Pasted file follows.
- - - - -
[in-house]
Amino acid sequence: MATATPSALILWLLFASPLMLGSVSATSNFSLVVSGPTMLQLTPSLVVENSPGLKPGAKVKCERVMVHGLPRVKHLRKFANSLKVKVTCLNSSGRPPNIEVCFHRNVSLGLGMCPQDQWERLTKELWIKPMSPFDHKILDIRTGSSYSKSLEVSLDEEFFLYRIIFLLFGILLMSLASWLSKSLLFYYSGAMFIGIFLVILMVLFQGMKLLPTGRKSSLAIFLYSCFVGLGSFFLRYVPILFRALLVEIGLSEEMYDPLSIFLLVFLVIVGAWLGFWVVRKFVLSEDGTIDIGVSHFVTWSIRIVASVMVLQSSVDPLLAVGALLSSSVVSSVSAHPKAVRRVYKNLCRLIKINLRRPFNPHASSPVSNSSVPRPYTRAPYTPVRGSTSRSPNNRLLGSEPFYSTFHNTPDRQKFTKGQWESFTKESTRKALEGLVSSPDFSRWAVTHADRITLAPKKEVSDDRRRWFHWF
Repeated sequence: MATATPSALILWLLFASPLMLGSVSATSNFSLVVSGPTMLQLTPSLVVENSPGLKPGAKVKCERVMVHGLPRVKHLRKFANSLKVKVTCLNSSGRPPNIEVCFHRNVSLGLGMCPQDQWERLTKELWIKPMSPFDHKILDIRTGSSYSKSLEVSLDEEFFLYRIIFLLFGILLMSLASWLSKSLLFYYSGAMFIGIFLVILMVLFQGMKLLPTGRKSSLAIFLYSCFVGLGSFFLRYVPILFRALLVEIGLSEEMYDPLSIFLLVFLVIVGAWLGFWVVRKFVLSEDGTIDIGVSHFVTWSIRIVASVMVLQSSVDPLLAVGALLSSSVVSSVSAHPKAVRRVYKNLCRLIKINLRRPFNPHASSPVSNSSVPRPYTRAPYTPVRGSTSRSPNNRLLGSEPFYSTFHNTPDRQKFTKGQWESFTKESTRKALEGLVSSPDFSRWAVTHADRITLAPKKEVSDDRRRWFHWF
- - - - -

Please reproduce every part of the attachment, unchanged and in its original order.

[in-house]
Amino acid sequence: MATATPSALILWLLFASPLMLGSVSATSNFSLVVSGPTMLQLTPSLVVENSPGLKPGAKVKCERVMVHGLPRVKHLRKFANSLKVKVTCLNSSGRPPNIEVCFHRNVSLGLGMCPQDQWERLTKELWIKPMSPFDHKILDIRTGSSYSKSLEVSLDEEFFLYRIIFLLFGILLMSLASWLSKSLLFYYSGAMFIGIFLVILMVLFQGMKLLPTGRKSSLAIFLYSCFVGLGSFFLRYVPILFRALLVEIGLSEEMYDPLSIFLLVFLVIVGAWLGFWVVRKFVLSEDGTIDIGVSHFVTWSIRIVASVMVLQSSVDPLLAVGALLSSSVVSSVSAHPKAVRRVYKNLCRLIKINLRRPFNPHASSPVSNSSVPRPYTRAPYTPVRGSTSRSPNNRLLGSEPFYSTFHNTPDRQKFTKGQWESFTKESTRKALEGLVSSPDFSRWAVTHADRITLAPKKEVSDDRRRWFHWF
Repeated sequence: MATATPSALILWLLFASPLMLGSVSATSNFSLVVSGPTMLQLTPSLVVENSPGLKPGAKVKCERVMVHGLPRVKHLRKFANSLKVKVTCLNSSGRPPNIEVCFHRNVSLGLGMCPQDQWERLTKELWIKPMSPFDHKILDIRTGSSYSKSLEVSLDEEFFLYRIIFLLFGILLMSLASWLSKSLLFYYSGAMFIGIFLVILMVLFQGMKLLPTGRKSSLAIFLYSCFVGLGSFFLRYVPILFRALLVEIGLSEEMYDPLSIFLLVFLVIVGAWLGFWVVRKFVLSEDGTIDIGVSHFVTWSIRIVASVMVLQSSVDPLLAVGALLSSSVVSSVSAHPKAVRRVYKNLCRLIKINLRRPFNPHASSPVSNSSVPRPYTRAPYTPVRGSTSRSPNNRLLGSEPFYSTFHNTPDRQKFTKGQWESFTKESTRKALEGLVSSPDFSRWAVTHADRITLAPKKEVSDDRRRWFHWF